What it means to vote in the general election

Erick Mendez

Staff Writer


People don’t vote. That thesis is surrounded by supporting statements. People can vote but they don’t regarding several reasons. One important concern is ignorance.

People are not taught about the names or the positions involved. They need to know that Gubernatorial candidates are people like Democrat Andrew Gillum and Republican Ron DeSantis fighting for governorship in Florida. 

Tim Canova (a former Democrat now Independent) is running in Florida’s Congressional District-23, a second time against Democrat Debbie Wasserman Schultz and Republican Joe Kaufman. This November, it’s a three-way race that gives momentum to Canova’s chances. Areas of Davie, Miami, Fort Lauderdale, Weston, Sunrise, Hollywood, Cooper City, Southwest Ranches, Pembroke Pines, Plantation, and more allow voting for these specific candidates. 

Due to district map groupings or gerrymandering, a different roster of candidates may show up on your ballot. Living in one part of Fort Lauderdale by example may not guarantee similar candidates show up on another person’s ballot if that voter lives across the street.

Bill Nelson, Democratic Senator serving in the U.S. Senate and current Republican governor of Florida, Rick Scott are running for a Senate seat on Nov. 6.

Other than candidates across cities running for mayor, or city commissioner, Broward ballots mention Commissioner of Agriculture, Circuit Judges and County Court Judges. In addition, there are amendment proposals in the Florida State Constitution. Each detailed amendment asks for a “yes” or “no” vote. The best understanding is also the most condensed, so I’m going to shorten explanations.

Amendment 3 dives into casino gambling. Voting yes will later allow citizens the right to choose authorization or prohibition of Florida casinos.

Amendment 4 asks for the restoration of a felon’s right to vote (short of convicted rape or murder) upon sentence completion.

Amendment 5 would allow the Florida State Legislature (consisting of a Florida House and Senate) to authorize state taxes and fees using a 2/3’s supermajority vote of both chambers. Supermajority means an assigned majority such as 66 percent of the total votes of all chambers rather than basing a vote on a 51percent simple majority. To add a little bit of irony and meta, this revision to the state constitution requires 60 percent of our votes to pass.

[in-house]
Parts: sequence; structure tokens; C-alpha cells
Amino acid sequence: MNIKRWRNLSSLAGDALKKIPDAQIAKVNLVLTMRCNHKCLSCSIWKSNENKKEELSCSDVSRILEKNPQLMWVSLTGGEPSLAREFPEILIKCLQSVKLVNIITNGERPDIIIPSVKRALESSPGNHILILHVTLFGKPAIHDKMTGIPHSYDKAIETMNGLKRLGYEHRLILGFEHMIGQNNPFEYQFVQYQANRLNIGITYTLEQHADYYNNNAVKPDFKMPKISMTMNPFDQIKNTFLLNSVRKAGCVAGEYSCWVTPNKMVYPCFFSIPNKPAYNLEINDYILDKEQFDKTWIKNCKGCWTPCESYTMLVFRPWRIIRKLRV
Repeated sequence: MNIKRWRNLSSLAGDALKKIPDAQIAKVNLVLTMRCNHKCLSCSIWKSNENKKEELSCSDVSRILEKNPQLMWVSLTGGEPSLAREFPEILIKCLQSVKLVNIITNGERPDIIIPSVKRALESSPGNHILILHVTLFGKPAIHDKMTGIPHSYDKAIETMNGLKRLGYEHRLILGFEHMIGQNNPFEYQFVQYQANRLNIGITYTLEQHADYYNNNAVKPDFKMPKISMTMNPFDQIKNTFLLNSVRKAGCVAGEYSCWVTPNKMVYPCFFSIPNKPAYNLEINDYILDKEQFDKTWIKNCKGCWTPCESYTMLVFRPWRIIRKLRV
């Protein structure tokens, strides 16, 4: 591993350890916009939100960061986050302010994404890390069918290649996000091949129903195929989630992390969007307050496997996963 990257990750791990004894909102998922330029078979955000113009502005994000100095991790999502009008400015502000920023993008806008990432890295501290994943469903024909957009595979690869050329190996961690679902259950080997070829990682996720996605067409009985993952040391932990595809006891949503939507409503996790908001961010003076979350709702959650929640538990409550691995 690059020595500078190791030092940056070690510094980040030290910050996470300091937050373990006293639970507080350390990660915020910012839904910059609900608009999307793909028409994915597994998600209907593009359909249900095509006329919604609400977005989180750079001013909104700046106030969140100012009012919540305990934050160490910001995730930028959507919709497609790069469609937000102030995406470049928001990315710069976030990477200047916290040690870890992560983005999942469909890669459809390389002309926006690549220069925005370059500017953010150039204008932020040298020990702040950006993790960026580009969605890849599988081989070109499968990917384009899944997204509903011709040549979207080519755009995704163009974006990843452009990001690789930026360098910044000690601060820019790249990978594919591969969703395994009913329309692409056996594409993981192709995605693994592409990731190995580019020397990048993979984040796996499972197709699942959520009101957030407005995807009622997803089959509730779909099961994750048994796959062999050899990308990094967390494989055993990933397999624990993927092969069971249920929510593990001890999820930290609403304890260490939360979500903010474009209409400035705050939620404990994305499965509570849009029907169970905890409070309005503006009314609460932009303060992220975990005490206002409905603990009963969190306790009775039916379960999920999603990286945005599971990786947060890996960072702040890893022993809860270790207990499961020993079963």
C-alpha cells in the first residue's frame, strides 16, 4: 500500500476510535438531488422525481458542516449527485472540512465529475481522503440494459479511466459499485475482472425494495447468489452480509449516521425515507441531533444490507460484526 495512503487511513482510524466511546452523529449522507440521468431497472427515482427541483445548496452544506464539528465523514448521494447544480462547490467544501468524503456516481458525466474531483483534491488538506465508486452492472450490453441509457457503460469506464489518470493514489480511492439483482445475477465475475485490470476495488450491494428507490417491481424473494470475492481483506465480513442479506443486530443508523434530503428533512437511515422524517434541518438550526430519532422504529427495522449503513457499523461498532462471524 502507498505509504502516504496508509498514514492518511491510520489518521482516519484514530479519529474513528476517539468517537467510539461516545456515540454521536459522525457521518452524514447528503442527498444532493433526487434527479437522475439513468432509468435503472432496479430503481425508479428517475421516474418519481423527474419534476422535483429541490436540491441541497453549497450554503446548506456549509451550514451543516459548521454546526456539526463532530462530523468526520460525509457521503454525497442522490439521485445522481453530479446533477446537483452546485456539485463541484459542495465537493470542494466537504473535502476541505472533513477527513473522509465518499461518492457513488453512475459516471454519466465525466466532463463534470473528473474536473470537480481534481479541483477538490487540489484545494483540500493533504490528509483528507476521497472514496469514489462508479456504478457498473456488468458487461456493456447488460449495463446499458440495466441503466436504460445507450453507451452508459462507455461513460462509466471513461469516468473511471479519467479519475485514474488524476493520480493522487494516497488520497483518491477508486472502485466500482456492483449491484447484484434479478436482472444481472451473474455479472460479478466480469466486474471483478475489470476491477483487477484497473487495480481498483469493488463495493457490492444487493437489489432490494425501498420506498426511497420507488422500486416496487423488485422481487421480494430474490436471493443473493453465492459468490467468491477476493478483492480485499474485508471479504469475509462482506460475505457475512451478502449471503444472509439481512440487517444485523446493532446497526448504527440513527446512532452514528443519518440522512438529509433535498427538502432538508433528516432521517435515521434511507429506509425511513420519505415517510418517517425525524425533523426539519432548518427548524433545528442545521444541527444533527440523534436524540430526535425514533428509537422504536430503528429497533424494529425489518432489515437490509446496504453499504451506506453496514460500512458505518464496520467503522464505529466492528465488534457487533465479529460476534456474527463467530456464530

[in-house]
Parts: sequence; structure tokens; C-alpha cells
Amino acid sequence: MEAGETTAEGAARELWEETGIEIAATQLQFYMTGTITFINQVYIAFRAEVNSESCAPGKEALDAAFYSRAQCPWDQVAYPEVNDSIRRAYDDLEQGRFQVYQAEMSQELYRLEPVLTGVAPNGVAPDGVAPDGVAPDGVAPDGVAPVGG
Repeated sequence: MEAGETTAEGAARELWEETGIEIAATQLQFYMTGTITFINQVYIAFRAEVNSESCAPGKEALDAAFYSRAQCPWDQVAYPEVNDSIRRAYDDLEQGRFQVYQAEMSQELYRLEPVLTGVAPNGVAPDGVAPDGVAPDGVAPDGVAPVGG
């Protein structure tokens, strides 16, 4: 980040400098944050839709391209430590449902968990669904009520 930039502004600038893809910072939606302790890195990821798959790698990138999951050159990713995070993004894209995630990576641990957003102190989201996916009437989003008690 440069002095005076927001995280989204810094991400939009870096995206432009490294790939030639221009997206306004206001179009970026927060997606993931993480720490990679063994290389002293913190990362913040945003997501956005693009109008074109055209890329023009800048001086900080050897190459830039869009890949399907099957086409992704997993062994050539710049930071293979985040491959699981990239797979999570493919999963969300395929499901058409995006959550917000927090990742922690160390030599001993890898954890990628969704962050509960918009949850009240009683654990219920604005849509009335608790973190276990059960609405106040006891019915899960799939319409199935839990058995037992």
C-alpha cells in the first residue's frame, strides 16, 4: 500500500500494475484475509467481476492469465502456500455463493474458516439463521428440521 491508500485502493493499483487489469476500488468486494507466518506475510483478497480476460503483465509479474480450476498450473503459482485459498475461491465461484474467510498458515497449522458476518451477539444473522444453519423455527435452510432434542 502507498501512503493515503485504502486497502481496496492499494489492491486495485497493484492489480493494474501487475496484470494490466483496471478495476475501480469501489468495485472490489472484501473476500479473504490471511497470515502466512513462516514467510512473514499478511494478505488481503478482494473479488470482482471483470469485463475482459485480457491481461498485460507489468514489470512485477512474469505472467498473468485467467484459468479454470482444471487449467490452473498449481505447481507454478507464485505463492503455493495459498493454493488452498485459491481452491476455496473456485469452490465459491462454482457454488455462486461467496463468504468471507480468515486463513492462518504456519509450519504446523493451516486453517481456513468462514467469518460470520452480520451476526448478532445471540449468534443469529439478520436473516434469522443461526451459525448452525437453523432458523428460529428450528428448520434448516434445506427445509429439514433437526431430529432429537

Amendment 6 comes with three subject matters: raising a Florida judge’s retirement age from 70 to 75-years-old. Judges and hearing officers will have more autonomy to interpret statutes and rules regarding the rights of crime victims instead of relying on government agency guidelines. This concerns criminal and juvenile justice cases.

Amendment 7 would grant tuition-free public college to surviving relatives of deceased first responders’ and military members. 

Amendment 9 will prohibit off-shore oil/gas drilling in Florida territories. Amendment 9 also prohibits indoor vaping in enclosed indoor workspaces. This revision should be one for one issue instead of bundling the two as a singular vote, if you ask me. 

Amendment 10 addresses state and local government structure operations such as creating a state office of Counterterrorism and Domestic Security. Additionally, Florida counties would be prohibited from abolishing supervisor of elections, or sheriff’s offices. Instead, elections are to be mandated for these positions.

Amendment 12 offers a vague restriction on lobbying by public officials. This rule would prohibit those serving in office and their employees from using their positions to obtain what is categorically seen as a “personal benefit.”

Amendment 13 will end commercial dog racing by 2020.

This information can be found on a sample ballot at Broward County Supervisor of Election website at Browardsoe.org. Alternatively, Ballotpedia offers detailed explanations on Florida Amendments. For good measure, I’d like to make four recommendations. Share this article. Write down what these Amendments stand for. Study the content of the sample ballot, not the context. Vote for the issues that you personally understand rather than contemplate down-ballot voting. Now go out and vote.